14 men from South Africa received the Victoria Cross, Britain’s highest award for gallantry, during the First World War. As part of the Centenary Commemorations the people of the United Kingdom marked their gratitude to those courageous men by presenting a bronze memorial plaque to their home country engraved with their names. The plaque is now displayed at the Castle of Good Hope, Capetown. This archive tells their stories.
Name: Robert Vaughan Gorle
DOB: 6 March 1896
Place of Birth: Southsea, England
Date of Action: 1 October 1918
Place of Action: Ledeghem, Belgium
Rank: Temporary Lieutenant
Regiment: ‘A’ Bty. 50th Brigade, Royal Field Artillery, British Army
Robert Vaughan Gorle was born in Southsea, England, on 6 March 1896. Before the war he was working as a farmer in South Africa. He was 22 years old and a temporary Lieutenant with the Royal Field Artillery in the British Army when he was awarded his Victoria Cross on 1 October 1918, in Ledeghem, Belgium. His citation in the London Gazette reads:
For most conspicuous bravery, initiative and devotion to duty during the attack on Ledeghem on 1st October, 1918, when in command of an 18-pdr. gun working in close conjunction with infantry. He brought his gun into action in the most exposed positions on four separate occasions, and disposed of enemy machine guns by firing over open sights under direct machine-gun fire at 500 to 600 yards’ range. Later, seeing that the infantry were being driven back by intense hostile fire, he, without hesitation, galloped his gun in front of the leading infantry, and on 2 occasions knocked out enemy machine guns which were causing the trouble. His disregard of personal safety and dash were a magnificent example to the wavering line, which rallied and re-took the northern end of the village.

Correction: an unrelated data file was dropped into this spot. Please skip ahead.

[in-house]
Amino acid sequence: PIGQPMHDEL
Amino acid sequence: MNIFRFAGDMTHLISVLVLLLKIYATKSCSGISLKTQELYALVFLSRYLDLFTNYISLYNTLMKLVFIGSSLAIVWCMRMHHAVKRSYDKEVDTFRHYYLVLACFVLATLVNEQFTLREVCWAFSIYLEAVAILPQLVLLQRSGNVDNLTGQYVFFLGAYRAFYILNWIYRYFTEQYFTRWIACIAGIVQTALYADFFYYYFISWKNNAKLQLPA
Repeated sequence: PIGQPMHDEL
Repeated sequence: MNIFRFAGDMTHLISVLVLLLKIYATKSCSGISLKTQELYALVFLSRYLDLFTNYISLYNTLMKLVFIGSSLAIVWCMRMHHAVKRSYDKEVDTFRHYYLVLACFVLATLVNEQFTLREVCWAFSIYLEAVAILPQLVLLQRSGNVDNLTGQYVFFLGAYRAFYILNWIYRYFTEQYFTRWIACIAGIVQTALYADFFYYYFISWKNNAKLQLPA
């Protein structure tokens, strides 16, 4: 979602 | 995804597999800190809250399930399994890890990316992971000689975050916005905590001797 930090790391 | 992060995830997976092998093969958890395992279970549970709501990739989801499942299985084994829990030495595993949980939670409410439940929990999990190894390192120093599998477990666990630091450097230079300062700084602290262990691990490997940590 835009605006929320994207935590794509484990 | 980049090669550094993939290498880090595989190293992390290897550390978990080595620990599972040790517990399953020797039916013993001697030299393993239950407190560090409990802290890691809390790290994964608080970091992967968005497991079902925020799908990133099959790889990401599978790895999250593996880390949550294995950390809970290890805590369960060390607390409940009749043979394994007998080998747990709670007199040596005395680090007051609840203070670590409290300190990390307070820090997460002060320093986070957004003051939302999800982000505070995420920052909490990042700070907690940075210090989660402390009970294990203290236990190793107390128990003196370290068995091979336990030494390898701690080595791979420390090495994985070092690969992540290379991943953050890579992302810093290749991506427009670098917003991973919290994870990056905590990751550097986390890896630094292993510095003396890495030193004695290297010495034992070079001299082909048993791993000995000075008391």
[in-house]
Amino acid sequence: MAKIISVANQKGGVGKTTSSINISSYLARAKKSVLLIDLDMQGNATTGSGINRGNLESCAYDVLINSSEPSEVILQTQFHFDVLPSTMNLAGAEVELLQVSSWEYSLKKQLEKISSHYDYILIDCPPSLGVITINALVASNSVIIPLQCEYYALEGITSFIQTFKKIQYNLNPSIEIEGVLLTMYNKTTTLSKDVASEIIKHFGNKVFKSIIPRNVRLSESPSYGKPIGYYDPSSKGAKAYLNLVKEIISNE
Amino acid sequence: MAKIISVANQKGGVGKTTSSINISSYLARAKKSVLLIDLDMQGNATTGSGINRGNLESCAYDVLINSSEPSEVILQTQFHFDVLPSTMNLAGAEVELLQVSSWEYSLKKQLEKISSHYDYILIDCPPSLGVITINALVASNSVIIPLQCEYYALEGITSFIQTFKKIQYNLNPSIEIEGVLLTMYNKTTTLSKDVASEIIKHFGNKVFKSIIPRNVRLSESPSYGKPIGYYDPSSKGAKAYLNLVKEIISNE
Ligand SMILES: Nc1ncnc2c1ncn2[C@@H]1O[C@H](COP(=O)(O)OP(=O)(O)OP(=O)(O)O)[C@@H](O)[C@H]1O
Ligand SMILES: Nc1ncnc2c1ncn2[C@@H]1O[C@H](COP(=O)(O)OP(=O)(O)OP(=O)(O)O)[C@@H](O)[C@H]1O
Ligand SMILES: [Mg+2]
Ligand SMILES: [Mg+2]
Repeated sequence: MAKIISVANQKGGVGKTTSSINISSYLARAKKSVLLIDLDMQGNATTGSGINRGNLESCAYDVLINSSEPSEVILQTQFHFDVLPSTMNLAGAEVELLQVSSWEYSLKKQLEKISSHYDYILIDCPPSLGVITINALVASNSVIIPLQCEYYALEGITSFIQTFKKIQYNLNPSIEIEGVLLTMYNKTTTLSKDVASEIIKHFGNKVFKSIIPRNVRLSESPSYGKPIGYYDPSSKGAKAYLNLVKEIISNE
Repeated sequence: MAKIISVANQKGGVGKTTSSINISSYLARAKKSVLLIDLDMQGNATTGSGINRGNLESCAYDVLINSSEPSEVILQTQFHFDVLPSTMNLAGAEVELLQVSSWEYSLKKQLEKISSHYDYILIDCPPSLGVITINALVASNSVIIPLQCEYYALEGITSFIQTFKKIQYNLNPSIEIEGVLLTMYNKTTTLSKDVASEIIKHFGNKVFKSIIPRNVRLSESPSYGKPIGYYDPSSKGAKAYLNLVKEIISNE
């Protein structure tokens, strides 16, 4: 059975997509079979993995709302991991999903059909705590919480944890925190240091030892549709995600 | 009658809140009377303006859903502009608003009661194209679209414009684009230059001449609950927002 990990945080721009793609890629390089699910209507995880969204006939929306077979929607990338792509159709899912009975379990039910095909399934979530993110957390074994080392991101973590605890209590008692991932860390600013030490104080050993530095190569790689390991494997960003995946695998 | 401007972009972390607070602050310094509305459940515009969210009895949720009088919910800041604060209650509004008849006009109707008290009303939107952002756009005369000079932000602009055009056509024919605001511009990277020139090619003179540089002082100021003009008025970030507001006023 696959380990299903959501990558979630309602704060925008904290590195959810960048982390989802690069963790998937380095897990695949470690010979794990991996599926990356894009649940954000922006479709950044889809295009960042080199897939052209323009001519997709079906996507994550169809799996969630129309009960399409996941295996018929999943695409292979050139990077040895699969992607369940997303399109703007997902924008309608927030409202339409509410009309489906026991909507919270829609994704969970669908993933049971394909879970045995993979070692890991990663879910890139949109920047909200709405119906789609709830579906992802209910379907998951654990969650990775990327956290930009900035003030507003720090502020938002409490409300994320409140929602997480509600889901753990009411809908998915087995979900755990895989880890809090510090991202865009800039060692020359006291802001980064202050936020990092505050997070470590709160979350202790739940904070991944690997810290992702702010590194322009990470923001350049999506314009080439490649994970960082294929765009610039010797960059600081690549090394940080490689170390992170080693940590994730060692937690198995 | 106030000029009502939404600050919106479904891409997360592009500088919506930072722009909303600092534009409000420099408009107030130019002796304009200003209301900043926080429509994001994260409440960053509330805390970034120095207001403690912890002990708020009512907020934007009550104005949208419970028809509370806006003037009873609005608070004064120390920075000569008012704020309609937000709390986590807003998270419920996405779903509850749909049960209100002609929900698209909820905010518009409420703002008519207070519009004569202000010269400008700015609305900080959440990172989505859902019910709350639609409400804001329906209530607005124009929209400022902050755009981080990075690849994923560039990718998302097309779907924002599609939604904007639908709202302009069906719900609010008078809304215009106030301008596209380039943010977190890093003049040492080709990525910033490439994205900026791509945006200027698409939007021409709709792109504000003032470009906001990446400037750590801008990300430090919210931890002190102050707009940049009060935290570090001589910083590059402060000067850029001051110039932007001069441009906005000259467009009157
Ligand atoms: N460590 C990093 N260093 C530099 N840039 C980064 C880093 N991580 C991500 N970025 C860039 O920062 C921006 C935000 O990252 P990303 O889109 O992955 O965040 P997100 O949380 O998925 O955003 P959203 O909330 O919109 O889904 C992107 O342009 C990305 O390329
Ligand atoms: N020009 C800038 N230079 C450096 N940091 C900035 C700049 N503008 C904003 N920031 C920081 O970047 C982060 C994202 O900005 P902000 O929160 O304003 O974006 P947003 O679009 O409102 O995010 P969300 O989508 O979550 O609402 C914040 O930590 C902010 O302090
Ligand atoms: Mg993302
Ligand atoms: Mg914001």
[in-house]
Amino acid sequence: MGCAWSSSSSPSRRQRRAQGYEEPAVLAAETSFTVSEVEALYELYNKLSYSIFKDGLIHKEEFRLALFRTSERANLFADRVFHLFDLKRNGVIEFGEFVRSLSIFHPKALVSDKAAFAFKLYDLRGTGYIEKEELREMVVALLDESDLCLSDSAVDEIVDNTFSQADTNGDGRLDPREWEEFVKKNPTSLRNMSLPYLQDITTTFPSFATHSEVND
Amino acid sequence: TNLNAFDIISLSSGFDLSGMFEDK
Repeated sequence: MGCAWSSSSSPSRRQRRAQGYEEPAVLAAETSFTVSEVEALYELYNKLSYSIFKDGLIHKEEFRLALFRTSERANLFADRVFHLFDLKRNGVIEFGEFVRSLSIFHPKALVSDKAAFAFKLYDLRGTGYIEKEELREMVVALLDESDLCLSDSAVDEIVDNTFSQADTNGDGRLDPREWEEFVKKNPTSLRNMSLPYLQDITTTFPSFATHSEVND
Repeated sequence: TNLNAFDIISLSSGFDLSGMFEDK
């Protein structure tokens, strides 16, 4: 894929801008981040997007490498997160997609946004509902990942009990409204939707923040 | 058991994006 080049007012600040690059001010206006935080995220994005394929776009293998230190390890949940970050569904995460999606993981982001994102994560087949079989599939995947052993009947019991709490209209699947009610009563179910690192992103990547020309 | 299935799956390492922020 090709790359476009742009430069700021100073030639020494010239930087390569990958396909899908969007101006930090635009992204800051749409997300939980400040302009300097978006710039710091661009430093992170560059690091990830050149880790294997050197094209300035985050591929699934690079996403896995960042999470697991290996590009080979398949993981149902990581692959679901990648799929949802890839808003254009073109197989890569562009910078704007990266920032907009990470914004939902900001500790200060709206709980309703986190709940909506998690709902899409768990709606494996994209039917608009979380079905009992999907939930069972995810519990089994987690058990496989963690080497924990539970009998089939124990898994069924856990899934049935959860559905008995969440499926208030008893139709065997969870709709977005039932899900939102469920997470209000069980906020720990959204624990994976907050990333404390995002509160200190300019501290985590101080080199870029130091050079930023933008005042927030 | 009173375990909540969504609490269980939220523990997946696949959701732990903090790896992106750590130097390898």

After the war Gorle returned to South Africa, married, and had a family. He died in Durban in 1937. His Victoria Cross is part of the Lord Ashcroft collection at the Imperial War Museum.